Once I became willing to accept that despite my myriad mishaps and blunders, I was whole perfect and complete in the moment with considerable room to grow, I could more easily consider doing the actions required in this Step. Going beyond my comfort zone in front of others was more than I could do at first. Even now there is still resistance from the ego at times. But it is my willingness to face myself that gives me enough insight to consider facing others.
The first two words of this deceptively simple-sounding step created such a reactive charge in me that I had a lot of work to do before I could even get to the “shortcomings” part of the process.
I get it that I am a spiritual being having a human experience. Sometime though the human part of me bloats up and forgets that I know better. Those times that I kiss up to someone I disrespect to avoid confrontation. Those times I wimp out and don’t state my truth because someone might not like it. Those times that I get an anticipatory thrill out of pushing someone’s button when I know in advance I am about to do so. Those times I make excuses to put off until tomorrow that which I already put off yesterday.
The words “12-Steps” have become so familiar in modern day lexicon that even those who don’t practice a recovery program (or don’t believe they need one) still grasp the connotation. Steps evoke an image of upward travel, or a linear pathway from where I am to where I want to go. “Working the steps” is both.
It is not the easiest thing to even find a quote in New Thought Science of Mind that acknowledges character defects, dark sides, and flaws. I love that the philosophy of the teaching is focused on generating and recognizing positive energy at all times and in every situation. I know this is my key to living a marvelous life.
I can’t help but notice those two giant little words at the end of this step… “of ourselves.” For quite some time I took inventories of others, feeling indignant that they didn’t see what I did. It was decades before I had the slightest inkling of a notion that the problem was me. (Similar to being introduced to the concept that alcohol was but a symptom, not the problem here. Another head scratcher.)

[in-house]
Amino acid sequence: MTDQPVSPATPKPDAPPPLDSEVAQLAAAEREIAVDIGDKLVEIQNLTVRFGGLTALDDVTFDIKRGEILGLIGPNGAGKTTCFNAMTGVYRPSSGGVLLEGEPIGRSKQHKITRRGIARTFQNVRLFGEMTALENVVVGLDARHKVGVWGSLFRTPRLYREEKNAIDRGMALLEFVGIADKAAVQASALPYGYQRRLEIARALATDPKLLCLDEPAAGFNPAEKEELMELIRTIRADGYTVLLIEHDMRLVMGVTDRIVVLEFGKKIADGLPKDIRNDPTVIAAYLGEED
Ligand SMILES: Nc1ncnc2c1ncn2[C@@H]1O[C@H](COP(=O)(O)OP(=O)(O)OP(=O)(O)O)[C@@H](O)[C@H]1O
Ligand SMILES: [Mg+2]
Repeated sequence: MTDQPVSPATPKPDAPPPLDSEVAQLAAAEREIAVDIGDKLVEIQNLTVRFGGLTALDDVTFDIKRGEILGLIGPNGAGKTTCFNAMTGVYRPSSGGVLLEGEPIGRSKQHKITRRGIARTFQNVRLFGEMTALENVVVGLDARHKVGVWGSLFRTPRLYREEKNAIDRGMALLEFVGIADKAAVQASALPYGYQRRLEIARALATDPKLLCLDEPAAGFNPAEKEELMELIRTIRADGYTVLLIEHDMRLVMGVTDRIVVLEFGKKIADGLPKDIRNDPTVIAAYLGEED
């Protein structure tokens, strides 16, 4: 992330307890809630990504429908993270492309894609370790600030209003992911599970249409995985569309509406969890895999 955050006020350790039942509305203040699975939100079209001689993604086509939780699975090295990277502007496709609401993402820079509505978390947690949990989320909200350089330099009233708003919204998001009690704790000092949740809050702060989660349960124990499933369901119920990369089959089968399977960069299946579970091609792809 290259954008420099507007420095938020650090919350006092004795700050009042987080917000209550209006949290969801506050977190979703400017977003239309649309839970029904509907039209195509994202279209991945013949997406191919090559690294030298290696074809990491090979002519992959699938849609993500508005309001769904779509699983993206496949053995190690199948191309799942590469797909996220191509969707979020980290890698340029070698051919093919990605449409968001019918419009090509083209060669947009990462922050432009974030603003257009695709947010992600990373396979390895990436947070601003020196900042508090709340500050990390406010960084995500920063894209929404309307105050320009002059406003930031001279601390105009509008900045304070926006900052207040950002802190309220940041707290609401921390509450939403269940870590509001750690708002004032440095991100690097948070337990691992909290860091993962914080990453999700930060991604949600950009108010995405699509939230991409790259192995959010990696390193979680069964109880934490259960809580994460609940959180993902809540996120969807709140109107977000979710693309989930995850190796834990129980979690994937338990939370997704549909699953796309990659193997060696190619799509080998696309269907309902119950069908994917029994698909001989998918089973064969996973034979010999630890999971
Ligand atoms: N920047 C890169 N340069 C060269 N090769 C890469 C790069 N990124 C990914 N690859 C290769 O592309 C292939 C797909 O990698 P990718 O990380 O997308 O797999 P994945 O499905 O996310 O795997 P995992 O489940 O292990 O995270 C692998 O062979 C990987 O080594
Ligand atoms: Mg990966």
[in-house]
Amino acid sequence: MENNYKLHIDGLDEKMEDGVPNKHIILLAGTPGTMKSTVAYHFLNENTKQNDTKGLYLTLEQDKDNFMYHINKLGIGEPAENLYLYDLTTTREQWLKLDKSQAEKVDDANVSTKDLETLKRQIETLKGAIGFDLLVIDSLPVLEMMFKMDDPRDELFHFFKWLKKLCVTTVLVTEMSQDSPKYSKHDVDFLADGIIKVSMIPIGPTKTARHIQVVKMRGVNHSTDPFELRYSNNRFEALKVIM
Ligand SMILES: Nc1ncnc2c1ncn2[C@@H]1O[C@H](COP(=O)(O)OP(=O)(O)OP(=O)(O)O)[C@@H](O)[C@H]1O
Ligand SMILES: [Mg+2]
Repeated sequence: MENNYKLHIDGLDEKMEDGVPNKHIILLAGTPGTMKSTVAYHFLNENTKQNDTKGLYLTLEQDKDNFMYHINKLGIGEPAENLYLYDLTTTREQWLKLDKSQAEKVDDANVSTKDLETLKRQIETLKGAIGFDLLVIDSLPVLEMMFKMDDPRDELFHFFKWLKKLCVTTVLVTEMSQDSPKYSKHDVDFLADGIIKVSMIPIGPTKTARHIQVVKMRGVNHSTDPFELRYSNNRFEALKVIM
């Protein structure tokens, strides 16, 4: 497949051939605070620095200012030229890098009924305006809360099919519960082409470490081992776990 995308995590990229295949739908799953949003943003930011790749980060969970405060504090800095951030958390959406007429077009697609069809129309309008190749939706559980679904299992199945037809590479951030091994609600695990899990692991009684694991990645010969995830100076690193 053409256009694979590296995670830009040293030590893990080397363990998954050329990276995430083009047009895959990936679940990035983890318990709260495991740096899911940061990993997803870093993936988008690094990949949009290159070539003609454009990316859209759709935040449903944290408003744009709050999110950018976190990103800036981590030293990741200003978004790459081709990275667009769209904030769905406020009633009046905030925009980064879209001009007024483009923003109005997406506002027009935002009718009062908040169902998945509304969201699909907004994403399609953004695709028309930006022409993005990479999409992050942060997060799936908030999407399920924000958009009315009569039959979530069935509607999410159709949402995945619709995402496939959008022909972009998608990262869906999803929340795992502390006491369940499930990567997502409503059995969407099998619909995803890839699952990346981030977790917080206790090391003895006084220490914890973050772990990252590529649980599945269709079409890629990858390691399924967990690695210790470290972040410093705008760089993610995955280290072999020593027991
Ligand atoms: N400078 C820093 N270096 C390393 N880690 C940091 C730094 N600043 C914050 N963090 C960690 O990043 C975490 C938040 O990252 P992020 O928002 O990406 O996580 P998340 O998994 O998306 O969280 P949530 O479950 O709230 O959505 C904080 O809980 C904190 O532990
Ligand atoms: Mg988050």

The word “surrender” had a subtle tinge of weakness for me at first – but when I examine it through the concept of duality I realize there has to be a quality of strength somewhere in there too. The passive concept of surrender feels like weakness, submission. The strength, however, comes through my conscious intention and decisive action to hand off my problems, fears and limitations to the care of God as I understood It, that great something within (and throughout) …
From early childhood, I always had faith that there was something greater than me out there. I just never realized I was connected to it. The key phrase was “out there.” I was very much “in here”, in my head, intellectualizing, affirming and demonstrating separation. Growing up in a home with slightly more than zero teaching or affiliation with religion, God, or spirituality, I developed a sarcastic and suspicious view of it all, despite the fact that I truly sensed it was real. However, without personal access, I resented it and I resented others who seemed to easily be part of it.